Zen und die Kunst ein Motorrad zu warten: (Zen and the Art of Motorcycle Maintenance: An Inquiry into Values)

Overview

The modern epic that transformed a generation and continues to inspire millions — a penetrating examination of how we live and how to live better.

A narration of a summer motorcycle trip undertaken by a father and his son, Zen and the Art of Motorcycle Maintenance becomes a personal and philosophical odyssey into fundamental questions of how to live. The narrator's relationship with his son leads to a powerful self-reckoning, the craft of motorcycle maintenance leads to an ...

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Overview

The modern epic that transformed a generation and continues to inspire millions — a penetrating examination of how we live and how to live better.

A narration of a summer motorcycle trip undertaken by a father and his son, Zen and the Art of Motorcycle Maintenance becomes a personal and philosophical odyssey into fundamental questions of how to live. The narrator's relationship with his son leads to a powerful self-reckoning, the craft of motorcycle maintenance leads to an austerely beautiful process for reconciling science, religion, and humanism. Resonant with the confusions of existence, this classic is a touching and transcendent book of life.

This new edition is updated with important typographical changes, a penetrating new introduction, and a Reader's Guide that includes an interview with Pirsig and letters and documents detailing how this extraordinary book came to be.

The extraordinary story of a man's quest for truth. It will change the way you think and feel about your life The cycle you're working on is a cycle called 'yourself,' Robert M. Pirsig says. The study of the art of motorcycle maintainence is really a study of the art of rationality itself. Working on a motorcycle, working well, caring, is to become part of a process, to achieve an inner peace of mind. The motorcycle is primarily a mental phenomenon. The book details a cross-country motorcycle trip by a man and his 11-year-old son, as well as his quest for truth.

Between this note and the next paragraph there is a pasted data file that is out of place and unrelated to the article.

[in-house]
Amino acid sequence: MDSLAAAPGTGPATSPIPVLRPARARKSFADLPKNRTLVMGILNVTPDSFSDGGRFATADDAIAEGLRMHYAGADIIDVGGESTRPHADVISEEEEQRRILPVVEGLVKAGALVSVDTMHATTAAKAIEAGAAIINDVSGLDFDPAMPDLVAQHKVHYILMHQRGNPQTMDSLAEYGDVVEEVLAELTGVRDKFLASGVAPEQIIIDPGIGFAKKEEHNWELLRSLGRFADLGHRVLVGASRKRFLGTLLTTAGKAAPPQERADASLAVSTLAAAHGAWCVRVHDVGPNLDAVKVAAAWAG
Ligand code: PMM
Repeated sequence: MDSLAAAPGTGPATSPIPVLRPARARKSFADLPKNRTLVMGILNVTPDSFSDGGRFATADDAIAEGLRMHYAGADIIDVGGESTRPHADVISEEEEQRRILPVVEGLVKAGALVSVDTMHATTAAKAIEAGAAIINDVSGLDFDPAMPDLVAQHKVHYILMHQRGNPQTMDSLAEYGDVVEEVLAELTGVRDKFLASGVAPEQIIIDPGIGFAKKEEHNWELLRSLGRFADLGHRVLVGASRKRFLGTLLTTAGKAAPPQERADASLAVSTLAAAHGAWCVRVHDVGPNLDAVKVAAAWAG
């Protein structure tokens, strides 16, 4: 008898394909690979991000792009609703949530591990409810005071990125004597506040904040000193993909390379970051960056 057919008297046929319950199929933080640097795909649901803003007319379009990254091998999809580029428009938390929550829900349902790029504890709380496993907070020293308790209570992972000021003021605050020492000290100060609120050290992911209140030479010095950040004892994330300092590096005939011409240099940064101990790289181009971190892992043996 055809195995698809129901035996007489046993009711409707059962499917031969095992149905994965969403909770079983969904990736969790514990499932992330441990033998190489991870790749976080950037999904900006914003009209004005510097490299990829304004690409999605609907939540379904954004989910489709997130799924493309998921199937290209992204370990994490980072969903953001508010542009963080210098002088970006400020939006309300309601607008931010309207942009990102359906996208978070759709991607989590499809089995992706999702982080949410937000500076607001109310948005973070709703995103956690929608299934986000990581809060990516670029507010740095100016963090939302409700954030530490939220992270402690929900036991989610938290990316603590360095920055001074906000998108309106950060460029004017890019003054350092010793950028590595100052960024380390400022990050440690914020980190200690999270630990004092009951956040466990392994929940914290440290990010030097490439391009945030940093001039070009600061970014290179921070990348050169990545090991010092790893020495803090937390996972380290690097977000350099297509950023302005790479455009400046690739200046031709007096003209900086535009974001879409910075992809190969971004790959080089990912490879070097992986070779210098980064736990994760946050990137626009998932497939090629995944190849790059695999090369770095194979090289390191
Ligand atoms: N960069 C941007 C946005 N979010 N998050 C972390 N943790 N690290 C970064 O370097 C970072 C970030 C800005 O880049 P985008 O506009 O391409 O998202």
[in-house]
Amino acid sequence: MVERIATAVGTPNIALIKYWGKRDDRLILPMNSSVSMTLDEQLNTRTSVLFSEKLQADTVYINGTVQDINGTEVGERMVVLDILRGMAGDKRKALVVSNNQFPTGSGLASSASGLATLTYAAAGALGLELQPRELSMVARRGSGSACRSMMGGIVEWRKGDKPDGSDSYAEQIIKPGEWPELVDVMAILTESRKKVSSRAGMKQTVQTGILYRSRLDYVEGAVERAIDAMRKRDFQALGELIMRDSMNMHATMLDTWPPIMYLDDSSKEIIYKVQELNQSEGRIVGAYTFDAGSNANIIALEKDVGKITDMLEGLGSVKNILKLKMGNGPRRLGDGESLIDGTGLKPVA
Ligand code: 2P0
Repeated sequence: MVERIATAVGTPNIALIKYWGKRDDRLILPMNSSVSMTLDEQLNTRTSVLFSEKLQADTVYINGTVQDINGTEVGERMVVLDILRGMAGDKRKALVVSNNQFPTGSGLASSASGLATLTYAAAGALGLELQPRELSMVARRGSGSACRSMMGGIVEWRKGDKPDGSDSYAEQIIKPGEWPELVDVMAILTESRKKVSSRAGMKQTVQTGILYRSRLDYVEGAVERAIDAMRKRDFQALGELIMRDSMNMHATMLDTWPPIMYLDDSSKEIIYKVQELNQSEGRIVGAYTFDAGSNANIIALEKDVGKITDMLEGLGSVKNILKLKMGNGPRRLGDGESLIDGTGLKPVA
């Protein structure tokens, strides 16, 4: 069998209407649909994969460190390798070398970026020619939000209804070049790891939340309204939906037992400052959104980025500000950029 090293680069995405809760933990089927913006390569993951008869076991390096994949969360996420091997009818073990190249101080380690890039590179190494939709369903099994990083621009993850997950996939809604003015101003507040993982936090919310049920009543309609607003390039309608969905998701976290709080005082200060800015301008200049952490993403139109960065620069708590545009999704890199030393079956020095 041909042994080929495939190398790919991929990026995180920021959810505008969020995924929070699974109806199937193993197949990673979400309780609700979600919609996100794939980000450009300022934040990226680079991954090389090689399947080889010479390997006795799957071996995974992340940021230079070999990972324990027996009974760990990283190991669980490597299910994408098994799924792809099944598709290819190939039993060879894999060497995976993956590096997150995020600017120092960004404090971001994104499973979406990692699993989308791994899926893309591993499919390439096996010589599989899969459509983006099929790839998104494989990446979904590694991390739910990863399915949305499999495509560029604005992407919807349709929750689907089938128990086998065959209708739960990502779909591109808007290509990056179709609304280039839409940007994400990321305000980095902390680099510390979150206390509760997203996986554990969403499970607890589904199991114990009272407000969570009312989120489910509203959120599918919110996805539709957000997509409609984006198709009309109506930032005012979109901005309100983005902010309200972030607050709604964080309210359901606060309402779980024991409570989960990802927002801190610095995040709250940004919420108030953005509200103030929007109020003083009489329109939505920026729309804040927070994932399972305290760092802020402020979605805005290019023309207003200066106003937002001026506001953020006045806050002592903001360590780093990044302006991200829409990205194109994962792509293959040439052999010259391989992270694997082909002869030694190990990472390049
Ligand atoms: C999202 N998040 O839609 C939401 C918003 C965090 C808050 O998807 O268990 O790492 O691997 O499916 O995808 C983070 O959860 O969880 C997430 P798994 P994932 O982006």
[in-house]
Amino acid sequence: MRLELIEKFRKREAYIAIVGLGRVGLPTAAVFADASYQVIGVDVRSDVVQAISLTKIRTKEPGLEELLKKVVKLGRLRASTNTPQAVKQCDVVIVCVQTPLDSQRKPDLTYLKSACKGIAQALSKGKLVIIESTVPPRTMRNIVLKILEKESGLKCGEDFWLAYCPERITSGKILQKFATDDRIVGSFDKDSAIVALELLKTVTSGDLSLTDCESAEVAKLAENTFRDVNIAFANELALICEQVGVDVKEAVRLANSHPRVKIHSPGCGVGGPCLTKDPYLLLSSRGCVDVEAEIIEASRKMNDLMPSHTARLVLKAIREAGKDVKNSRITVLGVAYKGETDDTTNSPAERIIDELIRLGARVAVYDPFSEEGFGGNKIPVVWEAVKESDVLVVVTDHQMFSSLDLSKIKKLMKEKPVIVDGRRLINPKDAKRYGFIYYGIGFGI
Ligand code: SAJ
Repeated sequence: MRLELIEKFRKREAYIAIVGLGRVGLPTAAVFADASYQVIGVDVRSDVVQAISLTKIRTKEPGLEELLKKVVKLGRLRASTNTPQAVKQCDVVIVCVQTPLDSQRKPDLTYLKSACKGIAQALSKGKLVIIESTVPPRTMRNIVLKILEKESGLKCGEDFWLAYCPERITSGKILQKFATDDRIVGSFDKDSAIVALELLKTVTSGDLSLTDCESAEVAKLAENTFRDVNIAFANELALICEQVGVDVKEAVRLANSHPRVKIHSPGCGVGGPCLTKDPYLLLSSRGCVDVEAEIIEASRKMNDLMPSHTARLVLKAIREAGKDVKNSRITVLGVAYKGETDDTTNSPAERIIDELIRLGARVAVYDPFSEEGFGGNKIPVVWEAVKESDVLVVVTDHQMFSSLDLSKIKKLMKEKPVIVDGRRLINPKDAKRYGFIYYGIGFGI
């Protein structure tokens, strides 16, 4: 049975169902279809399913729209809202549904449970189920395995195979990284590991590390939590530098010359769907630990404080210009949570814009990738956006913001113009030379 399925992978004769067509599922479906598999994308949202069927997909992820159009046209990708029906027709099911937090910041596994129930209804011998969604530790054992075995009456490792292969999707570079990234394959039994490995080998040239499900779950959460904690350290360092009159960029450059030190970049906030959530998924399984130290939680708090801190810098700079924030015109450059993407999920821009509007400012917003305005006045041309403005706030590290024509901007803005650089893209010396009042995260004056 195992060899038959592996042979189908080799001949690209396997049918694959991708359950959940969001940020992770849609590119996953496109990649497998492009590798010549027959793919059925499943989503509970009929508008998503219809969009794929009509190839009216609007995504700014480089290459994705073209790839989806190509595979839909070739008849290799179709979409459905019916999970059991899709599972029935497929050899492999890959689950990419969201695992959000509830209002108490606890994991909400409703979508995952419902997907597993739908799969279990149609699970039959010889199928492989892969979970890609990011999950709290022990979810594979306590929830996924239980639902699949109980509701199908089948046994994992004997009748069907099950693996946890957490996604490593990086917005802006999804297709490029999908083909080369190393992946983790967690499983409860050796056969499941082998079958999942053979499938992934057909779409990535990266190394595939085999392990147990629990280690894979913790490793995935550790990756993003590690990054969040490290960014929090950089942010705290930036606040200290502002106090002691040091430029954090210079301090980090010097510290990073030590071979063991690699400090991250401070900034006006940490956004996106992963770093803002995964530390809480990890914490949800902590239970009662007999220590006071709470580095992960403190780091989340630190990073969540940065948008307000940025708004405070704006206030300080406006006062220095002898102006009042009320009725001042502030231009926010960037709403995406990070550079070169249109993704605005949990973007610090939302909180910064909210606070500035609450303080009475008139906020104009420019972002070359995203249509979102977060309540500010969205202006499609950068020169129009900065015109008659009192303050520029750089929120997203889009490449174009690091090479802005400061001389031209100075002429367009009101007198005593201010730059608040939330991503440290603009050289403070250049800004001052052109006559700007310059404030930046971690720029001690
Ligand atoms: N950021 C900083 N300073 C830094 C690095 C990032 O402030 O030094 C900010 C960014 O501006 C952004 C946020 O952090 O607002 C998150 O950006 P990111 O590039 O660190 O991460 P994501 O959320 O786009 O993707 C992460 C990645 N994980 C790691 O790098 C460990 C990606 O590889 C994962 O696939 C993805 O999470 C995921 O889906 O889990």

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Editorial Reviews

New York Times
Profoundly important... full of insights into our most perplexing contemporary dilemmas... It is intellectual entertainment of the highest order.
New York Times Book Review
Profoundly important... full of insights into our most perplexing contemporary dilemmas... It is intellectual entertainment of the highest order.
New York Times
New Yorker
It lodges in the mind as few recent novels have... The book is inspiredoriginal... As the mountains gentle toward the sea—with father and child locked in a ghostly grip—the narrative tactthe perfect economy of effect defy criticism... The analogies with Moby Dick are patent. Robert Pirsig invites the prodigious comparison... What more can one say?"
Village Voice
It's a miracle.. sparkles like an electric dream. Freshnessoriginality... that seduces you into loving motorcyclesas tender in their pistons as the petals in the Buddah's dawn lotus.
New York Times Book Review
Profoundly important... full of insights into our most perplexing contemporary dilemmas... It is intellectual entertainment of the highest order. -- The New York Times
The New York Times
Profoundly important... full of insights into our most perplexing contemporary dilemmas... It is intellectual entertainment of the highest order.
The New Yorker
It lodges in the mind as few recent novels have... The book is inspired, original... As the mountains gentle toward the sea--with father and child locked in a ghostly grip--the narrative tact, the perfect economy of effect defy criticism... The analogies with Moby Dick are patent. Robert Pirsig invites the prodigious comparison... What more can one say?"
The Village Voice
It's a miracle.. sparkles like an electric dream. Freshness, originality... that seduces you into loving motorcycles, as tender in their pistons as the petals in the Buddah's dawn lotus.
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Product Details

  • ISBN-13: 9783596220205
  • Publisher: Fischer Taschenbuch Verlag
  • Language: German
  • Edition description: German Edition
  • Pages: 442

Read an Excerpt

Chapter One

I can see by my watch without taking my hand from the left grip of the cycle, that it is eight-thirty in the morning. The wind, even at sixty miles an hour, is warm and humid. When it's this hot and muggy at eight-thirty, I'm wondering what it's going to be like in the afternoon.